Eight members of the Class of 2007 were honoured at a graduation ceremony at the Ismaili Centre in London on the afternoon of 10 September 2007. Prince Rahim Aga Khan was the Chief Guest and delivered the commencement address at the graduation. In attendance were over 250 guests, including Prince Hussain Aga Khan, Princess Khaliya Aga Khan, governors, faculty, staff and students of the IIS, senior leaders of the Ismaili Community in the UK as well as donors and supporters of the IIS.
The Institute attracts Ismaili students from around the globe, and this year’s graduating class included students from Canada, Iran, Tajikistan, Pakistan and India. As early as the 1980’s, the Institute had initiated programmes in collaboration with universities in Canada and the United Kingdom in which students obtained Master's degrees in Education and Islamic Studies. Since 1994, the Institute has offered a Graduate Programme in Islamic Studies and Humanities (GPISH) in which students from various academic backgrounds come to the IIS in London for a two-year course of study and then continue on to obtain Master's degrees in a field of relevance to the Institute’s mandate.
Dr Shafik Sachedina, IIS Governor and Head of the Department of Jamati Institutions at Aiglemont, opened the formal ceremony proceedings. He spoke of how education is a key concern of His Highness the Aga Khan and how “the IIS is playing a critical role in the development of intellectual resources as part of the network of Imamat institutions engaged in higher education.” He was followed by Dr Alnoor Dhanani, Head of the Department of Graduate Studies at the IIS, who gave the welcome address.
Dr Dhanani reflected on how 2007 was a special year, in celebration of the Golden Jubilee of His Highness the Aga Khan’s accession to the Imamat, the tenth anniversary of the graduation of the first class of GPISH students, and the beginning of the first cycle of the Secondary Teacher Education Programme (STEP) at the IIS. He commented that it is “the vision of the humanities to instill values and see them realised in individuals and societies”, and he hoped that the graduating students were ready to “engage in the enterprise of building a better world”.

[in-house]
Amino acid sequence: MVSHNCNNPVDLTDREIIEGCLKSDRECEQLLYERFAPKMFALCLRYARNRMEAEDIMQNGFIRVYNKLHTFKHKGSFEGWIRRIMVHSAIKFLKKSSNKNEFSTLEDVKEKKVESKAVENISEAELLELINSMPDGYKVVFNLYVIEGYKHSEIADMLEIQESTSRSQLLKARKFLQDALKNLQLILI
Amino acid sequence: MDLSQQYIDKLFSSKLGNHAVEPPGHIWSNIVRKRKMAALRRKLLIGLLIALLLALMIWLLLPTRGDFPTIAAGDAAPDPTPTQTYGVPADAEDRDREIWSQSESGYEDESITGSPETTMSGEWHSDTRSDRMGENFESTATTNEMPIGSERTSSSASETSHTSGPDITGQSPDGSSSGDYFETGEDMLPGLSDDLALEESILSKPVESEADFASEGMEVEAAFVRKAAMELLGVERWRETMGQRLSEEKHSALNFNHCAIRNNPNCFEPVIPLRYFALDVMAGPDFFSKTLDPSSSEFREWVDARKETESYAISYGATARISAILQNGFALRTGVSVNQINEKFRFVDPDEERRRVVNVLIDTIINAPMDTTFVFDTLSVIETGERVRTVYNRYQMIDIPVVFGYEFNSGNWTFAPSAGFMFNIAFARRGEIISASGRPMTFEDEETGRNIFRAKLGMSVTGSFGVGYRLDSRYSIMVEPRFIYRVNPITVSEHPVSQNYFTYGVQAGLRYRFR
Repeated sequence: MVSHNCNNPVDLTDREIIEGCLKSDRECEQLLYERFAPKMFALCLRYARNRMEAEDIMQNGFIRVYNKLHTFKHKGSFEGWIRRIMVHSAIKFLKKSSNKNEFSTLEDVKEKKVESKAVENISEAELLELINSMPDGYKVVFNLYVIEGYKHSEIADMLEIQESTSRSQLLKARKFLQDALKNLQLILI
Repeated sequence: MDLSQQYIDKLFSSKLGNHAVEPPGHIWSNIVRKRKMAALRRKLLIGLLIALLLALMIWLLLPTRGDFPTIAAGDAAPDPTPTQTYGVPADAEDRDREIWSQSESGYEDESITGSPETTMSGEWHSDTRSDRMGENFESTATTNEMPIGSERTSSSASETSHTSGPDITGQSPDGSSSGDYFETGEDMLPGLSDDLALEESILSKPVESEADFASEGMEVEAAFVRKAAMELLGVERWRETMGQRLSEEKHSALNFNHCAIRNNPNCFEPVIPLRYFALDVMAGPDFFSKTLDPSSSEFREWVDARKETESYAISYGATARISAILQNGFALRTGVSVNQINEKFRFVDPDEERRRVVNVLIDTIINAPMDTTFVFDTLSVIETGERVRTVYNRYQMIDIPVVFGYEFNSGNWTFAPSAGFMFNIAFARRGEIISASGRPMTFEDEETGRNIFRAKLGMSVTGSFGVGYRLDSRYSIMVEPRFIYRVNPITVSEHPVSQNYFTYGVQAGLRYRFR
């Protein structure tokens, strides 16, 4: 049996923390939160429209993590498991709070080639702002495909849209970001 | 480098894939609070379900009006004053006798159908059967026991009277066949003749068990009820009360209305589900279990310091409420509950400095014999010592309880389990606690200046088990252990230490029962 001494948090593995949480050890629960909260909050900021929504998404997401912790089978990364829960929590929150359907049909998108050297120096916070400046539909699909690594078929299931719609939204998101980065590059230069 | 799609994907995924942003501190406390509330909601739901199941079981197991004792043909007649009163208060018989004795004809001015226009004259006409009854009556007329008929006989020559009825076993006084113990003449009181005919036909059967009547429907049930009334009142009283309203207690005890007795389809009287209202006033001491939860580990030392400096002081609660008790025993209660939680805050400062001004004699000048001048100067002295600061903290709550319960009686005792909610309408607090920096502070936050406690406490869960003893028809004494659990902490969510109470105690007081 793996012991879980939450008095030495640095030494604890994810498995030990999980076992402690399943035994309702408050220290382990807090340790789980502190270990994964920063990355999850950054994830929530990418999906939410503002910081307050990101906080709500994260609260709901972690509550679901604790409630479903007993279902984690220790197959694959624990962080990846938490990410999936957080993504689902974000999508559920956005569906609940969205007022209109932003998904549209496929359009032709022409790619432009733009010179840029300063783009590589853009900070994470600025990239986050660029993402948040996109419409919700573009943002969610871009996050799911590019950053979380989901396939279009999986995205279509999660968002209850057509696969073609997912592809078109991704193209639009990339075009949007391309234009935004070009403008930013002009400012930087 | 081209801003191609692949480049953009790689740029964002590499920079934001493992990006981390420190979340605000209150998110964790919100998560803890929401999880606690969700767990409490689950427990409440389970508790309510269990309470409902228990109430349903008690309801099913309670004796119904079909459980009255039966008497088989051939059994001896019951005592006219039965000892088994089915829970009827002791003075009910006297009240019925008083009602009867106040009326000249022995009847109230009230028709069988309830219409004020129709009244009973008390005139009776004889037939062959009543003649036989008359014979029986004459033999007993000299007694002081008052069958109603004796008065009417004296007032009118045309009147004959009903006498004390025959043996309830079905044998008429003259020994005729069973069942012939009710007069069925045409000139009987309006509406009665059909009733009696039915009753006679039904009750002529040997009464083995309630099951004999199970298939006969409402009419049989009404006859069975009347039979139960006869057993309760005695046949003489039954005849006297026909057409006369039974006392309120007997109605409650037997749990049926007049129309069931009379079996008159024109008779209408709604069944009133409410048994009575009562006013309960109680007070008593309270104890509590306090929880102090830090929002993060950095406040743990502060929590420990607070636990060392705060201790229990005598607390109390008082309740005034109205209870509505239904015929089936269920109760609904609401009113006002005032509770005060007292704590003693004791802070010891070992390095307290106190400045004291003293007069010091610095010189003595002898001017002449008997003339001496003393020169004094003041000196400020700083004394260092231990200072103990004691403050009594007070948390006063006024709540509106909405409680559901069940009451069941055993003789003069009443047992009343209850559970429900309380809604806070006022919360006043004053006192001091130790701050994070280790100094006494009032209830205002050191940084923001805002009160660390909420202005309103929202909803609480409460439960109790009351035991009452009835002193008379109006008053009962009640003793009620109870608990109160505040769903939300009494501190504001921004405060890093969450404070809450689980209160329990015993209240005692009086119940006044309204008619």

In his commencement address, Prince Rahim Aga Khan spoke of how, through their studies, the graduates exemplified a commitment to seek to analyse and solve some of the problems of the developing world: “Education, international studies and diplomacy, non-profit leadership, media, development, law, and regional studies will all be among the most relevant fields of expertise in the decades ahead.” He said that he hoped the graduates will “have come to see that understanding past Muslim achievements, traditions, values, and ethics should also have equipped you exceptionally well to address the great emerging issues of our own times.”
Prince Rahim stressed the importance of understanding diversity and nurturing pluralism, “as essential to the very survival of humanity”. He asked the graduates to “include this message in your own ways in the years ahead, through your work and your words, by your attitudes, by your actions, and by example.” He encouraged the graduates to remember that “intellectual pursuits should, wherever possible, seek to address the universal aspirations of humankind, both spiritual and concrete. Those aspirations, for our generation more than for any before, are intertwined in a single global community.”
After the presentation of certificates, Class of 2007 valedictorian, Salman Alibhai from Canada, reflected on how he and his fellow graduates found their faith and understanding of Islam challenged by the thinkers, texts and ideas encountered during the programme. His valedictory address focused on how the IIS had equipped the students with “an approach to the understanding of Islam that is at once intellectual and spiritual”, whereby the development of faith and intellect is symbiotic rather than contradictory.
Concluding the formal ceremonies, Professor Azim Nanji, Director of The Institute of Ismaili Studies, referred to one of the earliest extant Ismaili Shi‘i texts, Kitab al-‘Alim wa’-l-Ghulam, which is about teaching and learning. Professor Nanji reflected that this work is a lesson to all for the need to pass knowledge on to succeeding generations.
After the graduation ceremony, Prince Rahim, Prince Hussain and Princess Khaliya met with IIS alumni of the various Institute programmes for an informal reception. Nearly 100 alumni, from across the world, were in London over the weekend for their second triennial reunion.
For more information about GPISH and other graduate programmes, see the IIS website.